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consent, language, pragmatics, police, search, seizure, Fourth Amendment, consent search

Subject Categories

Civil Rights and Discrimination | Community-based Research | Criminology and Criminal Justice | Law | Semantics and Pragmatics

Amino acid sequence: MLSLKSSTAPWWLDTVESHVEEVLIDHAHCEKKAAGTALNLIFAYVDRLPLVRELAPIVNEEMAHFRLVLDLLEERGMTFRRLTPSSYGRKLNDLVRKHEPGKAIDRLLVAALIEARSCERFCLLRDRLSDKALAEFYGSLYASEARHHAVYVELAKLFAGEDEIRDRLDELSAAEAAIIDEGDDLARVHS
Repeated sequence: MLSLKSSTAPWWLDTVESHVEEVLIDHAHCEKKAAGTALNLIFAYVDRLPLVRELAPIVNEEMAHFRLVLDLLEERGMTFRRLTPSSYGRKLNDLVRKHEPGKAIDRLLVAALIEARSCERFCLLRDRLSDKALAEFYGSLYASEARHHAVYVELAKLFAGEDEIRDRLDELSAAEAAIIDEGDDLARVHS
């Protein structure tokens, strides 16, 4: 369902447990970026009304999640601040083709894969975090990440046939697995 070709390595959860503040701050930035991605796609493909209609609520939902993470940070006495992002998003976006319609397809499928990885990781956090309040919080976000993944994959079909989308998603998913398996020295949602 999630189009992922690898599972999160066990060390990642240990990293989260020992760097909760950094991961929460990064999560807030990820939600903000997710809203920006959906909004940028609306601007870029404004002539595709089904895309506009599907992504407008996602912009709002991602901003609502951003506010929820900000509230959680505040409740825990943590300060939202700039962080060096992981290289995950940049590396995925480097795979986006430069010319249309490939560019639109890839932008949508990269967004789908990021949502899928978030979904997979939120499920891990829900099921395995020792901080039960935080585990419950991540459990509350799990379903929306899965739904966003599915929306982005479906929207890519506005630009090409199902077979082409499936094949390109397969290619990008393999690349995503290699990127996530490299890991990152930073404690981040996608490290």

In this chapter, we examine the nature of conversations in citizen-police encounters in which police seek to conduct a search based on the citizen's consent. We argue that when police officers ask a person if they can search, citizens often feel enormous pressure to say yes. But judges routinely ignore these pressures, choosing instead to spotlight the politeness and restraint of the officers' language and demeanor. Courts often analyze the language of police encounters as if the conversation has an obvious, context-free meaning. The pragmatic features of language influence behavior, but courts routinely ignore or deny this fact. Instead, current Fourth Amendment jurisprudence assumes that the authority of armed police officers simply vanishes when they pose their desire to search as a question. We discuss empirical evidence suggesting that people are afraid to decline police officer requests to search, and conclude by discussing the social and psychological cost of the widespread use of consent searches. To be published in L. Solan & P. Tiersma (eds.) OXFORD HANDBOOK ON LINGUISTICS AND LAW (Oxford University Press, forthcoming).